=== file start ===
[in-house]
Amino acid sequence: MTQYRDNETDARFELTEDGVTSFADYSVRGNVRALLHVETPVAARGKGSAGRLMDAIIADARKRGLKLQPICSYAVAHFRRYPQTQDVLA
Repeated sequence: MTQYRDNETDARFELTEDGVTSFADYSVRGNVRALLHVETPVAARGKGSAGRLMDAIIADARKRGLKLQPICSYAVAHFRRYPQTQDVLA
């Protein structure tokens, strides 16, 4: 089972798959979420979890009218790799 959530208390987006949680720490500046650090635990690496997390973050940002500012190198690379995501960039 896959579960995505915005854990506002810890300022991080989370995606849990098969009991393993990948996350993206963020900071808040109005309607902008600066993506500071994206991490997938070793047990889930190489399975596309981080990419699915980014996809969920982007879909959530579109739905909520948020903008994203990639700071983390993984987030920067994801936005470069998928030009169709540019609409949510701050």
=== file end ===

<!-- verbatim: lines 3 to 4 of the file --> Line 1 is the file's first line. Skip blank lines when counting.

Repeated sequence: MTQYRDNETDARFELTEDGVTSFADYSVRGNVRALLHVETPVAARGKGSAGRLMDAIIADARKRGLKLQPICSYAVAHFRRYPQTQDVLA
């Protein structure tokens, strides 16, 4: 089972798959979420979890009218790799 959530208390987006949680720490500046650090635990690496997390973050940002500012190198690379995501960039 896959579960995505915005854990506002810890300022991080989370995606849990098969009991393993990948996350993206963020900071808040109005309607902008600066993506500071994206991490997938070793047990889930190489399975596309981080990419699915980014996809969920982007879909959530579109739905909520948020903008994203990639700071983390993984987030920067994801936005470069998928030009169709540019609409949510701050």